Initiatives of the École Manachaban Middle School and Cochrane High have been shortlisted for Emerald Awards in two different categories.
Manachaban's W.I.L.D.program for outdoor adventuring is a finalist in the educational category and the Cochrane High's sustainable development committee for the climate change challenge award.
Phase IX of the Cochrane High School’s Sustainable Development Committee was the installation of a 50.05 kWh photovoltaic system capable of off-setting 8.3 per cent of the school's electrical consumption from traditional carbon sources.
It took 18 months to accomplish and involved hundreds of hours of collective work plus some generous donations to make the $100,000-plus project possible.
Teacher Stephanie Bennett says they're excited about being shortlisted and she's proud of what the committee accomplished.
"Their intellect, their drive, their maturity, too, to be able to conduct themselves in the public and deal with real issues. By doing that, I hope the town has developed some confidence in our abilities."
"What I love about the committee is they’re always pushing the envelope. If it works, it works, and if it doesn’t, hopefully, they've learned something in the process, as well."
And it has worked. It's been less than a year since the system has been in operation, and indications are it's making a difference.
"I couldn’t have dreamed of anything better. They are really working. We have now hit a threshold where we finally have enough panels and they are powerful enough that this is truly making a difference in the electrical consumption at the school."
The solar panel system is expected to save $2,299 per year with a 25 to 30-year lifespan. It will also reduce greenhouse gas emissions by 35 tonnes CO2e/year.
Trying economic times, even 18 months ago, meant the students had to be extremely creative and tenacious. Over 30 grant applications were made and their Adopt-A-Panel initiative was the most successful fundraiser of private funds.
Bennett says they are indebted to many companies and organizations for their financial contribution to this, and past projects. Many regular supporters couldn't contribute towards this particular project because of the downturn.
Donours were: platinum, Municipal Climate Change Action Centre, Fortis, and Totem Charitable Foundation; gold: CEAC, APEX Builder Group, and Cochrane Rotary Club; silver, Cochrane Activettes, Southridge Joint Venture, Jayman Homes, Mountain Toys Polaris, Great Things 'N' Store, and Sunterra Market.
This is the fourth time the CHS school committee has been shortlisted for their achievements. They won an Emerald for the first phase of their solar panel project in 2005.
W.I.L.D. creator Nancy Pollard feels honoured to have been shortlisted for an award.
W.I.L.D., an acronym for Wisdom, Inquiry, Learning, Doing, is lauded by educators, students, and parents within the Rocky View School Division as a catalyst in developing outdoor skills they will continue to utilize throughout their lives.
For the last six school years, Pollard has been offering the specialized program in grade 8 at Manachaban. There's only room for 28 students each year and waiting lists are common.
It was the willingness of the school's leadership to endorse the program that attracted her to teach at the school.
"I live in Canmore but unfortunately, the school board here just wasn't interested in being able to do that kind of a program. When I got to Manachaban, the principal was so keen on this happening. Without support from principals, it doesn't happen."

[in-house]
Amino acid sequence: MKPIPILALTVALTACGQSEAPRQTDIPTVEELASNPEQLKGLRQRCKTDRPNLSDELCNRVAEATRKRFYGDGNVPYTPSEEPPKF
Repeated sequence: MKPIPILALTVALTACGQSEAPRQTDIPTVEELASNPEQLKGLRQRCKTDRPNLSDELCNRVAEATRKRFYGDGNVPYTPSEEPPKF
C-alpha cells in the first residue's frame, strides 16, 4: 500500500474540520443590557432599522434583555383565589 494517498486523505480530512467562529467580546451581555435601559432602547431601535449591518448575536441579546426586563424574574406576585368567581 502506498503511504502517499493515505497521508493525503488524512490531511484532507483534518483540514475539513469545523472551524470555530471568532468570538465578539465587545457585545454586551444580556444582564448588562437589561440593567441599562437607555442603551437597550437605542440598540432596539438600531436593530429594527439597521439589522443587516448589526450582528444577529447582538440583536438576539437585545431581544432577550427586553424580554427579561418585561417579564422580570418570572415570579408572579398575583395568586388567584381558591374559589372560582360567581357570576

Within the W.I.L.D. program, six distinct outdoor field excursions show exceptional leadership and creativity in educating students of all ages about environmental matters. These successive camps scaffold and build up wilderness skills.
Those skills include shelter building, map and compass work, water quality testing, survival camps, and developing skills you need in the outdoors, winter or summer.
"The whole idea is to get the kids outside and reconnecting with nature. The biggest thing is they spend so much time now on their phones and their computers. Project W.I.LD. gives them that reconnect with nature, to be comfortable in nature and be part of that environment."
Pollard instructs all of their subjects, with the exception of an option, and completes as much of it as possible in the outdoors and field trips.
Students take on an environmental action project and the end of the year cumulates with an environmental fair. This year they'll have to find a way to do it remotely, thanks to COVID-19.
She does have students spending time outdoors each day in their own backyards and prepare their nature journal to maintain the experiential, hands-on learning that is at the core of the program. Classtime is shared over ZOOM.
"It is so much fun seeing them, seeing their faces, hearing their voices. I'm trying to figure out how to make it more experiential and nature-based."
For the past 29 years, the Emerald Awards have recognized outstanding environmental achievements by businesses, organizations, educators, students, and individuals.
To the Cochrane area's credit, there have been numerous projects shortlisted for Emeralds over the years.
There have also been several winners.
Besides Cochrane High's committee, winners have included Clio Smeeton, of Cochrane Wildlife Reserve Society, who received an individual commitment award in 1996. The Spray Lake Sawmills was awarded in the business category in 2000 for its revolutionized approach to both forest management practices and product manufacturing. As well, Cochrane's Branches and Banks was recognized for a habitat restoration project in the community group category in 2003.
The award winners will be announced on June 2.